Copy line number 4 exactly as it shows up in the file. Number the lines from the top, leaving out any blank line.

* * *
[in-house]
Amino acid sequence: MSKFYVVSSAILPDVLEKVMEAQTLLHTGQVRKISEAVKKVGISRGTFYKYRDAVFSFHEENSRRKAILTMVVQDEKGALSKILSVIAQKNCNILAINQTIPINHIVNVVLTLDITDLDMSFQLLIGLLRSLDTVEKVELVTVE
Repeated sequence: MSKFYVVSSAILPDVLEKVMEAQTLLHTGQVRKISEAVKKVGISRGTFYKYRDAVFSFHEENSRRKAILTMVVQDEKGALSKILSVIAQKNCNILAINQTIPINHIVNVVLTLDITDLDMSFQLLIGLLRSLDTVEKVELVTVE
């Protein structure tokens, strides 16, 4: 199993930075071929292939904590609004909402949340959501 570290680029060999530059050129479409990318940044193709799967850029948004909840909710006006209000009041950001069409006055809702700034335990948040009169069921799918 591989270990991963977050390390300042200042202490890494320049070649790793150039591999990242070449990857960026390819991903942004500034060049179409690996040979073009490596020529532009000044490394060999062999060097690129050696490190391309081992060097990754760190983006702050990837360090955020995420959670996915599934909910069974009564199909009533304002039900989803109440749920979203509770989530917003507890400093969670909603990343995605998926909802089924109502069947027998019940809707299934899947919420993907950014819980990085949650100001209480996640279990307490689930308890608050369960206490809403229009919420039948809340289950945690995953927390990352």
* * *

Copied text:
């Protein structure tokens, strides 16, 4: 199993930075071929292939904590609004909402949340959501 570290680029060999530059050129479409990318940044193709799967850029948004909840909710006006209000009041950001069409006055809702700034335990948040009169069921799918 591989270990991963977050390390300042200042202490890494320049070649790793150039591999990242070449990857960026390819991903942004500034060049179409690996040979073009490596020529532009000044490394060999062999060097690129050696490190391309081992060097990754760190983006702050990837360090955020995420959670996915599934909910069974009564199909009533304002039900989803109440749920979203509770989530917003507890400093969670909603990343995605998926909802089924109502069947027998019940809707299934899947919420993907950014819980990085949650100001209480996640279990307490689930308890608050369960206490809403229009919420039948809340289950945690995953927390990352």